As part of the configuration of INC 120, the lock value may be downloaded into INC 120, in step 340. The user may be prompted for the password to enable the download of the lock value (or the value derived from the lock value). If desired, the lock value may have been previously stored on PC 210, so that the user does not have to reenter it when configuring new INCs for the same MPN. If desired, the software running on PC 210 may track the lock values associated with multiple MPNs, and may allow the user to name each MPN so that it can be later referred to without having to remember the individual lock values for each.
 After the lock value or derived value is sent to INC 120 over communication path 220, it may be stored in secure memory 121, in step 350. The lock value may be transmitted in encrypted format, it may be encrypted by security-processing circuitry 123, or it may be stored in unencrypted format.
 The user may, at some point after configuring INC 140, be using it as part of MPN 100. The user may wish to begin to use INC 120 as part of MPN 100, in step 360. When INC 120 is brought into proximity of INC 140, there may be a check for a match between the components. INC 140 may send a query to INC 120 for identifying information over communication path 160, in step 370. INC 120 may send identifying information to INC 140 over communication path 160. The identifying information may include a unique MPN identifier. The MPN identifier may be stored in the INC, or it may be derived from the lock value. The identifying information may include the lock value. However, sending the lock value may not be secure. The identifying information may include a key value 161. On receipt of the key value, INC 140 may use a security algorithm to check for a match with the lock value stored in secure memory 141, in step 375.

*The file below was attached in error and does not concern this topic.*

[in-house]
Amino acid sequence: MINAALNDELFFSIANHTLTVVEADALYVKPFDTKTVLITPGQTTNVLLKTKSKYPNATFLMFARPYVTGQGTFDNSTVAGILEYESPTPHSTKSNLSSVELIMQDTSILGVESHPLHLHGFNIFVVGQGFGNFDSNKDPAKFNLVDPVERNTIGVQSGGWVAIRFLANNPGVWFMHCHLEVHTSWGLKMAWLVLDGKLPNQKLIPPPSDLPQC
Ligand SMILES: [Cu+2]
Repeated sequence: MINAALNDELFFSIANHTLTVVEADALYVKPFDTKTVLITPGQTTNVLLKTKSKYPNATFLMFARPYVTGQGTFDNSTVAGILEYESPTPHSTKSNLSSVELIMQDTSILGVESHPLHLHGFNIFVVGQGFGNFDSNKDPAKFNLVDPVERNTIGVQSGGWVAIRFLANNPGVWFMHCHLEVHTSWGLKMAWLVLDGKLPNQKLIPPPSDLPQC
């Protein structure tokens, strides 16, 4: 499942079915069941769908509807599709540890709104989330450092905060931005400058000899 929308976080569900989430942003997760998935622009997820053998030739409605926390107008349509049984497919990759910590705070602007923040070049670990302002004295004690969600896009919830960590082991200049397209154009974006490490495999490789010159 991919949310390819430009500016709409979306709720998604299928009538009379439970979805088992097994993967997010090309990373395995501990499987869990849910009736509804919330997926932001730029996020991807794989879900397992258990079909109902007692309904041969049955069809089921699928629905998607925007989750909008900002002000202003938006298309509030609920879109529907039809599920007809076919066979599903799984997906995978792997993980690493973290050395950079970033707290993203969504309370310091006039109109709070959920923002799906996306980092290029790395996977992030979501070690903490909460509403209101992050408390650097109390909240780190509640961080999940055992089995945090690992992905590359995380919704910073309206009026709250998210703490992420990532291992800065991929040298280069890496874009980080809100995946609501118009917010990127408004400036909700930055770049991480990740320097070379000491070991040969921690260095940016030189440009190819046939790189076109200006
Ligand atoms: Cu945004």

The key value may be fixed for each lock value, or for each combination of lock value and INC. Alternatively, it may be varied over time so that a stolen key value cannot be used at a later time.
 If there is no match, then in step 380 INC 140 may disallow the use of INC 120 in MPN 100. Other types of communications may still be allowed between INC 120 and INC 140, where the communications are of types appropriate between different users. This may include exchange of data, playing games, etc.